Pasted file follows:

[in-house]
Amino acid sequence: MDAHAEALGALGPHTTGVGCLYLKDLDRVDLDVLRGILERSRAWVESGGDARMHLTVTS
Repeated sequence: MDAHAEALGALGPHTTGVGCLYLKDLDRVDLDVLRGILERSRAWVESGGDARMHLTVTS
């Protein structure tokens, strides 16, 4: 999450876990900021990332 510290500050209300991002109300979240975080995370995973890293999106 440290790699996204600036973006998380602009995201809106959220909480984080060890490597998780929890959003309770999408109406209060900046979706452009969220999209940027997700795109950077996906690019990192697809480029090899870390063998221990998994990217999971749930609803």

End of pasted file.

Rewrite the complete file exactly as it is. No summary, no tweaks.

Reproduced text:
[in-house]
Amino acid sequence: MDAHAEALGALGPHTTGVGCLYLKDLDRVDLDVLRGILERSRAWVESGGDARMHLTVTS
Repeated sequence: MDAHAEALGALGPHTTGVGCLYLKDLDRVDLDVLRGILERSRAWVESGGDARMHLTVTS
């Protein structure tokens, strides 16, 4: 999450876990900021990332 510290500050209300991002109300979240975080995370995973890293999106 440290790699996204600036973006998380602009995201809106959220909480984080060890490597998780929890959003309770999408109406209060900046979706452009969220999209940027997700795109950077996906690019990192697809480029090899870390063998221990998994990217999971749930609803």